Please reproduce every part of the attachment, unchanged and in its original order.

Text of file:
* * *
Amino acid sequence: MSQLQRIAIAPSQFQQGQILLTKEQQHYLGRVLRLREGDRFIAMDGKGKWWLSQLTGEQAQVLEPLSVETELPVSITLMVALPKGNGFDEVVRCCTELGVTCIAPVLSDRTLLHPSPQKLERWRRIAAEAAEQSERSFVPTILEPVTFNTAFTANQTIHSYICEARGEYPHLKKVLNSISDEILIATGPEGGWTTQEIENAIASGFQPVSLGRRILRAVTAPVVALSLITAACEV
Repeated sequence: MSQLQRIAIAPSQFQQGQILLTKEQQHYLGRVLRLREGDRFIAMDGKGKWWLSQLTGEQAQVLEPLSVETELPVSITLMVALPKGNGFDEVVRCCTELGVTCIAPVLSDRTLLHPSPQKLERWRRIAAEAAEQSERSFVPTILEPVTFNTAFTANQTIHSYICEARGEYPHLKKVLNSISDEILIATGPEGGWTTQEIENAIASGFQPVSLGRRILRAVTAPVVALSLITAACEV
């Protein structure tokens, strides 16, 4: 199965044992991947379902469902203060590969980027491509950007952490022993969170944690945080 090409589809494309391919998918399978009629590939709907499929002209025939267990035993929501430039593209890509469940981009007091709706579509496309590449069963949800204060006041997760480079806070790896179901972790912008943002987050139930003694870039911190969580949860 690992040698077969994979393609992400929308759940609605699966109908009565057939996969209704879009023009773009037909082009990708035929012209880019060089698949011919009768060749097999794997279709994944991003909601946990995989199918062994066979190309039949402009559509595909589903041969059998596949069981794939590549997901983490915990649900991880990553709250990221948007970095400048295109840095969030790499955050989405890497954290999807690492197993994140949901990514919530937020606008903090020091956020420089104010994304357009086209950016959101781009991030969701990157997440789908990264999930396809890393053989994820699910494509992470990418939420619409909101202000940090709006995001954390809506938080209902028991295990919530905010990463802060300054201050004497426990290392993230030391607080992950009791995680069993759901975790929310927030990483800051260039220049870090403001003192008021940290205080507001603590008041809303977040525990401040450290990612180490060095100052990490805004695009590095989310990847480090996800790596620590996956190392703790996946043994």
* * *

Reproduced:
Amino acid sequence: MSQLQRIAIAPSQFQQGQILLTKEQQHYLGRVLRLREGDRFIAMDGKGKWWLSQLTGEQAQVLEPLSVETELPVSITLMVALPKGNGFDEVVRCCTELGVTCIAPVLSDRTLLHPSPQKLERWRRIAAEAAEQSERSFVPTILEPVTFNTAFTANQTIHSYICEARGEYPHLKKVLNSISDEILIATGPEGGWTTQEIENAIASGFQPVSLGRRILRAVTAPVVALSLITAACEV
Repeated sequence: MSQLQRIAIAPSQFQQGQILLTKEQQHYLGRVLRLREGDRFIAMDGKGKWWLSQLTGEQAQVLEPLSVETELPVSITLMVALPKGNGFDEVVRCCTELGVTCIAPVLSDRTLLHPSPQKLERWRRIAAEAAEQSERSFVPTILEPVTFNTAFTANQTIHSYICEARGEYPHLKKVLNSISDEILIATGPEGGWTTQEIENAIASGFQPVSLGRRILRAVTAPVVALSLITAACEV
């Protein structure tokens, strides 16, 4: 199965044992991947379902469902203060590969980027491509950007952490022993969170944690945080 090409589809494309391919998918399978009629590939709907499929002209025939267990035993929501430039593209890509469940981009007091709706579509496309590449069963949800204060006041997760480079806070790896179901972790912008943002987050139930003694870039911190969580949860 690992040698077969994979393609992400929308759940609605699966109908009565057939996969209704879009023009773009037909082009990708035929012209880019060089698949011919009768060749097999794997279709994944991003909601946990995989199918062994066979190309039949402009559509595909589903041969059998596949069981794939590549997901983490915990649900991880990553709250990221948007970095400048295109840095969030790499955050989405890497954290999807690492197993994140949901990514919530937020606008903090020091956020420089104010994304357009086209950016959101781009991030969701990157997440789908990264999930396809890393053989994820699910494509992470990418939420619409909101202000940090709006995001954390809506938080209902028991295990919530905010990463802060300054201050004497426990290392993230030391607080992950009791995680069993759901975790929310927030990483800051260039220049870090403001003192008021940290205080507001603590008041809303977040525990401040450290990612180490060095100052990490805004695009590095989310990847480090996800790596620590996956190392703790996946043994």